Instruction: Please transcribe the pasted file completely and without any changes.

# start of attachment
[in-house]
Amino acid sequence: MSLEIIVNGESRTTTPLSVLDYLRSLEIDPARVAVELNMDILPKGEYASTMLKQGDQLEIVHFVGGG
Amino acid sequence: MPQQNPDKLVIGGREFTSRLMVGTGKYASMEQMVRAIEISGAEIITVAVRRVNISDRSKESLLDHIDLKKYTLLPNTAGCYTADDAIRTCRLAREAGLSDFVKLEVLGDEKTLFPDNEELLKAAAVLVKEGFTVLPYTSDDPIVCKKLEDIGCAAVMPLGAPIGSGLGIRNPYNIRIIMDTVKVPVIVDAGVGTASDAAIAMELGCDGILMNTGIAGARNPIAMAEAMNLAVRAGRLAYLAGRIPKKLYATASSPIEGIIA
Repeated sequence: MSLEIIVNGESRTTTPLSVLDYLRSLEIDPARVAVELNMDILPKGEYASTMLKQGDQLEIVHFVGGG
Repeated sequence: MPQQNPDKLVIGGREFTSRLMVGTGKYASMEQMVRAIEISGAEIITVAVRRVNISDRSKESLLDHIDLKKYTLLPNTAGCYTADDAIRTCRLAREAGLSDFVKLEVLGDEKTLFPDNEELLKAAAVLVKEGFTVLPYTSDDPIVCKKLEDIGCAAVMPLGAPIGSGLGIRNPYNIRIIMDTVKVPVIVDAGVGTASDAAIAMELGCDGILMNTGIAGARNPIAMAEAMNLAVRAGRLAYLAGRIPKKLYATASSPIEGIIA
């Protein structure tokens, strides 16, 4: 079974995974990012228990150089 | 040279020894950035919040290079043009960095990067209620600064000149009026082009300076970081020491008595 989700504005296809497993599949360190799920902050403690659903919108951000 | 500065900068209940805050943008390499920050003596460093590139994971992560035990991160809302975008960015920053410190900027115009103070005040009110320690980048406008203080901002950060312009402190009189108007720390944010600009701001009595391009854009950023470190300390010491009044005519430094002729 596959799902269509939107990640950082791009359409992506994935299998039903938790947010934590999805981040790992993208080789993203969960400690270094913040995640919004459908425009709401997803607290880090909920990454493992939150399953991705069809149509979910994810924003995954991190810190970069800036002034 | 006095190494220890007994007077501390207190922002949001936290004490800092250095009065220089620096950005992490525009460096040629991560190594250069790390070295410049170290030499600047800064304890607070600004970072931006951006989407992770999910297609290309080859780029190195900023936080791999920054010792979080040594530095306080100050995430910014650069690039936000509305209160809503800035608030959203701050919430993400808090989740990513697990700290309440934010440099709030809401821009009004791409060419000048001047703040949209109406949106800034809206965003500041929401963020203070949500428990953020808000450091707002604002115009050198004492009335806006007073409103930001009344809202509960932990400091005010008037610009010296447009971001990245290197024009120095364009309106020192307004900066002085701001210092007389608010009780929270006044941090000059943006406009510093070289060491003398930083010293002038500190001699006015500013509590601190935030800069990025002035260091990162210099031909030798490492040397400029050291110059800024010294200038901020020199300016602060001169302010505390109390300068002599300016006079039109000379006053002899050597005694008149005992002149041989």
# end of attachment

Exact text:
[in-house]
Amino acid sequence: MSLEIIVNGESRTTTPLSVLDYLRSLEIDPARVAVELNMDILPKGEYASTMLKQGDQLEIVHFVGGG
Amino acid sequence: MPQQNPDKLVIGGREFTSRLMVGTGKYASMEQMVRAIEISGAEIITVAVRRVNISDRSKESLLDHIDLKKYTLLPNTAGCYTADDAIRTCRLAREAGLSDFVKLEVLGDEKTLFPDNEELLKAAAVLVKEGFTVLPYTSDDPIVCKKLEDIGCAAVMPLGAPIGSGLGIRNPYNIRIIMDTVKVPVIVDAGVGTASDAAIAMELGCDGILMNTGIAGARNPIAMAEAMNLAVRAGRLAYLAGRIPKKLYATASSPIEGIIA
Repeated sequence: MSLEIIVNGESRTTTPLSVLDYLRSLEIDPARVAVELNMDILPKGEYASTMLKQGDQLEIVHFVGGG
Repeated sequence: MPQQNPDKLVIGGREFTSRLMVGTGKYASMEQMVRAIEISGAEIITVAVRRVNISDRSKESLLDHIDLKKYTLLPNTAGCYTADDAIRTCRLAREAGLSDFVKLEVLGDEKTLFPDNEELLKAAAVLVKEGFTVLPYTSDDPIVCKKLEDIGCAAVMPLGAPIGSGLGIRNPYNIRIIMDTVKVPVIVDAGVGTASDAAIAMELGCDGILMNTGIAGARNPIAMAEAMNLAVRAGRLAYLAGRIPKKLYATASSPIEGIIA
């Protein structure tokens, strides 16, 4: 079974995974990012228990150089 | 040279020894950035919040290079043009960095990067209620600064000149009026082009300076970081020491008595 989700504005296809497993599949360190799920902050403690659903919108951000 | 500065900068209940805050943008390499920050003596460093590139994971992560035990991160809302975008960015920053410190900027115009103070005040009110320690980048406008203080901002950060312009402190009189108007720390944010600009701001009595391009854009950023470190300390010491009044005519430094002729 596959799902269509939107990640950082791009359409992506994935299998039903938790947010934590999805981040790992993208080789993203969960400690270094913040995640919004459908425009709401997803607290880090909920990454493992939150399953991705069809149509979910994810924003995954991190810190970069800036002034 | 006095190494220890007994007077501390207190922002949001936290004490800092250095009065220089620096950005992490525009460096040629991560190594250069790390070295410049170290030499600047800064304890607070600004970072931006951006989407992770999910297609290309080859780029190195900023936080791999920054010792979080040594530095306080100050995430910014650069690039936000509305209160809503800035608030959203701050919430993400808090989740990513697990700290309440934010440099709030809401821009009004791409060419000048001047703040949209109406949106800034809206965003500041929401963020203070949500428990953020808000450091707002604002115009050198004492009335806006007073409103930001009344809202509960932990400091005010008037610009010296447009971001990245290197024009120095364009309106020192307004900066002085701001210092007389608010009780929270006044941090000059943006406009510093070289060491003398930083010293002038500190001699006015500013509590601190935030800069990025002035260091990162210099031909030798490492040397400029050291110059800024010294200038901020020199300016602060001169302010505390109390300068002599300016006079039109000379006053002899050597005694008149005992002149041989």